5 Beginner Tips for Mudding Drywall With Very Little Sanding

5 Beginner Tips for Mudding Drywall With Very Little Sanding

*This post contains some affiliate links. Please see my full Disclosure Statement

These 5 tips were game changers for me as a beginner in the drywall mudding world. I've done a bit of drywall patching, but never a whole room. This guest bath was a first for me and I learned so much!

Drywalling and mudding has always intimidated me, but not anymore! I was always under the impression that it didn't matter how you applied the joint compound (mud), you were always going to have a massive sanding mess! Boy, was I wrong!

The right tools and technique is everything! Which leads me to tip #1.

Drywall mudding tools

1.  Use the right tools.

- Adhesive mesh fiberglass joint tape
- 14 inch trowel
- 10 inch taping knife
- 4 inch putty knife
- 5 gallon bucket opener (This bucket opener was life changing! Why have I not had one of these for the last 10 years! For $3.50 get yourself one of these!!!)

One of the best things I did was use the adhesive mesh tape. I tried one corner with the paper tape and it was so frustrating! I felt like I was racing against the clock trying to get into place, making sure there was enough mud for it to stay. Then you had to cover it with the right amount of mud. Uh, no thank you!

Paper Tape Corner

Make your life easier and use the adhesive mesh tape! Some say it was hard to use in corners, because it would make the corner round and not square. I found if I used the putty knife to bend the mesh tape while applying it, I could get a crisp inner corner. Another nice thing is you can take your time with it.

Adhesive mesh tape

It's also great for patches. You can see here, I used it when we moved our light boxes and outlets over.

mesh tape for patches

moving outlets over

The 14" trowel I used to hold mud, while using the 4" putty knife to put mud onto the wall. Then for seams, I would load the center of the 14" trowel with mud, and spread it on the center of the seam with the trowel. That worked so nice!!

Mud on 14" trowel

The 10" taping knife, I used for the 3rd coat of drywall. It really finished the last coat smoothly.

10" taping knife to smooth drywall mud

The 5 gallon bucket opener! That has made my life so much easier! I used to struggle opening 5 gallon buckets! Why?!?! Not anymore!!

Also, wash and dry your tools after every coat! If not, your tools may begin to rust.  I learned the hard way...

2.  Take your time!

Slow down... The technique of mudding drywall takes time to master, especially if you don't want to do a ton of sanding! It's important not to leave a bunch of lines or glops. Take the time to smooth out as much as you can.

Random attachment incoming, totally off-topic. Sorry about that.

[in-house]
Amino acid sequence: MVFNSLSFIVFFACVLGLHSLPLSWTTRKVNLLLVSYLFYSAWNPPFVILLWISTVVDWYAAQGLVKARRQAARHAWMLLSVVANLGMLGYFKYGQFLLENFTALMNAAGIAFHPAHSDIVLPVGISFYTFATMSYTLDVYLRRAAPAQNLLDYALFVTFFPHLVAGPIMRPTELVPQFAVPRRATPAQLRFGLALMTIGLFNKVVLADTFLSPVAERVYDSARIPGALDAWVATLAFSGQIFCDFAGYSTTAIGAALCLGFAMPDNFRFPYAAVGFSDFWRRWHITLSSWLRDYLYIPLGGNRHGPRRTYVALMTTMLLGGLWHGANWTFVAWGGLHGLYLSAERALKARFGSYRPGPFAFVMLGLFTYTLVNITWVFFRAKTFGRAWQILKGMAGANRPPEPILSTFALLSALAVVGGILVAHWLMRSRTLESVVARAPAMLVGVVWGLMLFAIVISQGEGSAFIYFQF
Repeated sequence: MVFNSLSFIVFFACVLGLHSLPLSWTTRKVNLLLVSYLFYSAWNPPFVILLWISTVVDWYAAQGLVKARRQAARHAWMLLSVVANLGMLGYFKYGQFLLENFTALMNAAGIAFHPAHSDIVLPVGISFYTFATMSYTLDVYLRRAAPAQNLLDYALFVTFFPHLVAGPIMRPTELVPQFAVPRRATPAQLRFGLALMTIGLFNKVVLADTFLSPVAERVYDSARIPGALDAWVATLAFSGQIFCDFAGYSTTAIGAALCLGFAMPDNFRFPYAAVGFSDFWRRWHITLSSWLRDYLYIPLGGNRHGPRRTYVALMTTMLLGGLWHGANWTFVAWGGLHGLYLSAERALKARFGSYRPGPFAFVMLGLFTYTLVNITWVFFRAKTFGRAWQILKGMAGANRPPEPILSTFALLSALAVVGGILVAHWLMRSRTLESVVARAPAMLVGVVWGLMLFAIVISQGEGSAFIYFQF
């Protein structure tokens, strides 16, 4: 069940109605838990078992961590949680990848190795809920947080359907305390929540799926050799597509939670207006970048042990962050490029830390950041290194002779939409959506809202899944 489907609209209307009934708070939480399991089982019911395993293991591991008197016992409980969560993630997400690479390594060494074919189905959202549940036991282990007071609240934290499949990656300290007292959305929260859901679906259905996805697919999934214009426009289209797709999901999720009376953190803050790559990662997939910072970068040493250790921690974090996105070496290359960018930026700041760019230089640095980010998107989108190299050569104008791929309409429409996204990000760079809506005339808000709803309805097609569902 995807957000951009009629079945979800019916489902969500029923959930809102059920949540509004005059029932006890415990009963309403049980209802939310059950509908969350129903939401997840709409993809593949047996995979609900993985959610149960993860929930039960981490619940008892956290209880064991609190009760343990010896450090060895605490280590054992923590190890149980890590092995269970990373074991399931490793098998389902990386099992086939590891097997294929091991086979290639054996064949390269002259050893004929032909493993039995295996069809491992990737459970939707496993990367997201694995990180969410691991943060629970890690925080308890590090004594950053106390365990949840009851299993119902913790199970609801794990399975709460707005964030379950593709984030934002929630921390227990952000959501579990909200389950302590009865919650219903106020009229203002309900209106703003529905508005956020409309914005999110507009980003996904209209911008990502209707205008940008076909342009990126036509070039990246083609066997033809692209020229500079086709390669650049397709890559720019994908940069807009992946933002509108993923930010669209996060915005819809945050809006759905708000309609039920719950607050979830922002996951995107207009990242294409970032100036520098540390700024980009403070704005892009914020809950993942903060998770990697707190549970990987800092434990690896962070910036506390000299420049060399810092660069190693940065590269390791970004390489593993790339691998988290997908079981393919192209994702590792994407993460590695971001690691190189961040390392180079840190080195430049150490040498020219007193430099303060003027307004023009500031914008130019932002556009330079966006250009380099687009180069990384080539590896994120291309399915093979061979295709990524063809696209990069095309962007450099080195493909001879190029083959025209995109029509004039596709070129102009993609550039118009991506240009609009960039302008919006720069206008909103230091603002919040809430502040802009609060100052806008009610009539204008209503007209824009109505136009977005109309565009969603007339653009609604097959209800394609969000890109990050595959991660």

4" putty knife smoothing out corners

Also, before each coat, take your 4" putty knife and run it gently over the dried mud. Scrape off any high spots.  This will help your next coat be even smoother.

3. One side of a corner at a time.

This was eye opening to me! I thought you had to do them at the same time. Which is sooo hard, because it's so difficult not to mess up one of the sides while doing the other!

Mud one corner at a time

I mudded all of the right sides of each corner, then waited for them to completely dry. The next day, I would mud all the left sides. Then the same thing with the ceiling. Yes, it's time consuming, but I reminded myself of the time and mess I'll be saving by not having to sand so much!!

You can see here, some of the drywall mud isn't dry yet.

letting drywall mud dry

Btw... the 2nd and 3rd coats dry MUCH faster than the first one.

4. Clean your blade.

Clean your blade

If you clean your blade before your 'final swipe', it will be free of anything that can leave a line or mark.

The littlest piece of dried mud can make a huge line and you have to mud it over again. Yes, it takes more time to wipe it, but you'll be happier that you did!

5. Thin your 3rd coat of joint compound.

I had never heard of this before, but it made the last coat super smooth and filled in all the little bubble holes. 

This is regular mud consistency. It's much thicker.

Regular mud consistency

I didn't measured the amount of water, but just a little, enough to make the mud feel like pancake batter.

Thinned mud like pancake batter

This is where I used the 10" taping knife to hold this compound, while applying it with the 4" knife, then would smooth all of that out with the 10" knife.  It worked so nice.

10" and 4" knives for 3rd coat of mud

10" trowel smoothing out 3rd coat of mud

After the 3rd coat dried, I went over the walls and ceiling looking for any imperfections. I ran my hand over everything to see what I could feel. I also shined a light on the walls. If I found anything I went over it with more of the thinned mud.

The last step was sanding. I only sanded once, and very lightly. Some areas required a bit more, but not too much. I believe because I took my time, it made a HUGE difference in the end.

I was really concerned about the ceiling... there was a large seam, it was over my head. I actually had hubby do the 2nd coat, because he had better leverage. It came out beautiful!

Ceiling mudded smooth

Once I painted with drywall primer, I was shocked at how well it looked! I couldn't believe it! Yay!

Yay! I did it! I drywalled a whole room!

I'm no longer intimidated by drywalling. It's really not that bad.

I learned the most from this drywall mudding video series. I Build It Home.

Blessings,
Lori

No comments

Post a Comment

Comments are awesome! Let me know what you think!